Jorge Luis Borges On Time

Jorge Luis Borges (August 24, 1899 – June 14, 1986) Time is the substance I am made of. Time is a river which sweeps me along, but I am the river; it is a tiger which destroys me, but I am the tiger; it is a fire which consumes me, but I am the fire.

Hannah Arendt On Meaning And Truth

Hannah Arendt (October 14, 1906 – December 04, 1975) The need of reason is not inspired by the quest for truth but by the quest for meaning. And truth and meaning are not the same. The basic fallacy, taking precedence over all specific metaphysical fallacies, is to interpret meaning on the model of truth.

Maria Mitchell On Life

Maria Mitchell (August 1, 1818 – June 28, 1889) The best that can be said of my life so far is that it has been industrious, and the best that can be said of me is that I have not pretended to be what I was not.

Pablo Neruda On Quiet

Pablo Neruda (July 12, 1904–September 23, 1973) If we were not so single-minded about keeping our lives moving, and for once could do nothing, perhaps a huge silence might interrupt this sadness of never understanding ourselves.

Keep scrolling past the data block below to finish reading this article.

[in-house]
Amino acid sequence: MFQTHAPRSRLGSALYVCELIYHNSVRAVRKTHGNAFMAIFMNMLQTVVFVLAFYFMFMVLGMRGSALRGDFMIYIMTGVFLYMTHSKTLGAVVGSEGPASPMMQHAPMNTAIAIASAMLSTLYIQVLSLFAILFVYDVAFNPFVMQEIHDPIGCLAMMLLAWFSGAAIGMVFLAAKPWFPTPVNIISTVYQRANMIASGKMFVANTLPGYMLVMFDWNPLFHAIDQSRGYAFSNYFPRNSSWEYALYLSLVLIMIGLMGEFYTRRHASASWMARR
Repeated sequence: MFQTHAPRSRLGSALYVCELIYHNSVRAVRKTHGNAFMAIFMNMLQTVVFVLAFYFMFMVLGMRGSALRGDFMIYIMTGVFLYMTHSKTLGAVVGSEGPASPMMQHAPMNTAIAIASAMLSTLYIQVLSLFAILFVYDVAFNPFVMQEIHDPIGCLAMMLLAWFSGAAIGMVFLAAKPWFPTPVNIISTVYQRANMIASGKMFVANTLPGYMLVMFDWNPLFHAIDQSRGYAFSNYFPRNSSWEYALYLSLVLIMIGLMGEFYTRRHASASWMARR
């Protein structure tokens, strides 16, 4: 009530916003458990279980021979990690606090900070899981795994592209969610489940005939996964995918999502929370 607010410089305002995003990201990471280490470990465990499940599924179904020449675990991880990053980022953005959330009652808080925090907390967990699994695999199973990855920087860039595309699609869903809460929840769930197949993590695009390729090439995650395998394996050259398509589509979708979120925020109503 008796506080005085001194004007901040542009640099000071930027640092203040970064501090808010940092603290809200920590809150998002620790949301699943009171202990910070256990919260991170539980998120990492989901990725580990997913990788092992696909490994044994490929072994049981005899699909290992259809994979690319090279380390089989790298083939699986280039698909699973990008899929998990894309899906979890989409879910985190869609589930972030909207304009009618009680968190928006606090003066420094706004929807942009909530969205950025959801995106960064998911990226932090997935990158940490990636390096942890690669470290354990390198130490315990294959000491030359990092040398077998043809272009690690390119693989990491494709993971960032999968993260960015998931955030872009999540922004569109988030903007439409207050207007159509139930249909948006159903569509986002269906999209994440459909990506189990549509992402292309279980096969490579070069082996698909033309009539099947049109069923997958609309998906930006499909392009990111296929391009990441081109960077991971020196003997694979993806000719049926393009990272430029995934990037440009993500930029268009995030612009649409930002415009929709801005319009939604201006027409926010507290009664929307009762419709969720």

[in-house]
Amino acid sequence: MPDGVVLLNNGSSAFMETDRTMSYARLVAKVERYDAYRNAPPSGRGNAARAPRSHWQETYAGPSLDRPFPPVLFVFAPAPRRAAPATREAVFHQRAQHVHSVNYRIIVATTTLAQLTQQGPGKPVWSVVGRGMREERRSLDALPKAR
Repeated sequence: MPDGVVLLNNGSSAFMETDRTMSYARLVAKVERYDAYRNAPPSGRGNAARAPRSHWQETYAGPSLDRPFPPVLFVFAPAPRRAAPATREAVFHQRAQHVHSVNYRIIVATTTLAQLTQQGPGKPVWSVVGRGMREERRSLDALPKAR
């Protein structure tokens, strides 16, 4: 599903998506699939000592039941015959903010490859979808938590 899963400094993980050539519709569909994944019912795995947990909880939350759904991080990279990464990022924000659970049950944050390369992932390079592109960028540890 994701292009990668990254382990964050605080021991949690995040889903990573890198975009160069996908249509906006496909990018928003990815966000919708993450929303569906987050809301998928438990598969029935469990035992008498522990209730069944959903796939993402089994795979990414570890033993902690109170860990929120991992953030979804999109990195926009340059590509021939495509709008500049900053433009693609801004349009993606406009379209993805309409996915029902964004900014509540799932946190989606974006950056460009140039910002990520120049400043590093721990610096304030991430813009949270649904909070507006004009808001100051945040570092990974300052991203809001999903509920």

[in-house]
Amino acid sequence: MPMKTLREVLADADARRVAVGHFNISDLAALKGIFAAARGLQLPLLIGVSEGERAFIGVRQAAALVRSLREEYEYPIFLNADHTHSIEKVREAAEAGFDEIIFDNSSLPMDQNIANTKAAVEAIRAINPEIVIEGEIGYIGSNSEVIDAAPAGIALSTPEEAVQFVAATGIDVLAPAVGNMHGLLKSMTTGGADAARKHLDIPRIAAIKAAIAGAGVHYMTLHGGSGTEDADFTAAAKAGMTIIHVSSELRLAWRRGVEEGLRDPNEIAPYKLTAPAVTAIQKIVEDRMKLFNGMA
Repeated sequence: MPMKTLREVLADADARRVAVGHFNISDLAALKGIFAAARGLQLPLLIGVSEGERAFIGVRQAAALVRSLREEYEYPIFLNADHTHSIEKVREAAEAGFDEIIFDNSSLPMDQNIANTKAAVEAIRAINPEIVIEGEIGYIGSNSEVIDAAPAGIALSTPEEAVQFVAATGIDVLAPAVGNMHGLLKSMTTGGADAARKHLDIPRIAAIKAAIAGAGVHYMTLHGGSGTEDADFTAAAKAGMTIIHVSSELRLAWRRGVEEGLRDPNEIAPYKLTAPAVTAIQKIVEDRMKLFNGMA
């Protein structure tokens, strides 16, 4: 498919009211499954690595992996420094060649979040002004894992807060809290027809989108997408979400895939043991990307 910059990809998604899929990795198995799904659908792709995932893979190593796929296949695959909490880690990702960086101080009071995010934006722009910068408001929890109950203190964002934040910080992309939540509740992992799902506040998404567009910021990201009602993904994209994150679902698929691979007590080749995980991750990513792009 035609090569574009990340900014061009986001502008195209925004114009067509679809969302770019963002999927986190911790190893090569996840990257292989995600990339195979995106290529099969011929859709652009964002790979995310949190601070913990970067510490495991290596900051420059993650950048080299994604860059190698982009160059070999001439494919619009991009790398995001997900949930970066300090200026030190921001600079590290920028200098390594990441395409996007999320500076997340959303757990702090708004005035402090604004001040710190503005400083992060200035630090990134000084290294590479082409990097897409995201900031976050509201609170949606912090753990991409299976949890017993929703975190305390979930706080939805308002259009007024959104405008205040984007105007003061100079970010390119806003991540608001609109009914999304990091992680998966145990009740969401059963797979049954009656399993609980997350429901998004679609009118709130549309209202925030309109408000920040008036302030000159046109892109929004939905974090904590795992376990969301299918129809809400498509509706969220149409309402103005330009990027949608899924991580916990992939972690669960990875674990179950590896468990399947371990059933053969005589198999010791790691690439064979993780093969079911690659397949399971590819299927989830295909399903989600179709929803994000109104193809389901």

Walt Whitman On Identity

Walt Whitman (May 31, 1819 – March 26, 1892) There is, in sanest hours, a consciousness, a thought that rises, independent, lifted out from all else, calm, like the stars, shining eternal. This is the thought of identity.

Oliver Sacks On Nothing

Oliver Sacks (July 09, 1933 - August 30, 2015) Nature abhors a vacuum—and so do we. The idea of a void—of emptiness, nothingness, spacelessness, placelessness, all such “lessness”—is at once abhorrent and inconceivable, and yet it haunts us in the strangest, most paradoxical way. As Beckett writes, “Nothing is more real than nothing.”

Seneca On Living And Dying

Seneca (c. 4 BC – AD 65) Living is the least important activity of the preoccupied man; yet there is nothing which is harder to learn… Learning how to live takes a whole life, and, which may surprise you more, it takes a whole life to learn how to die.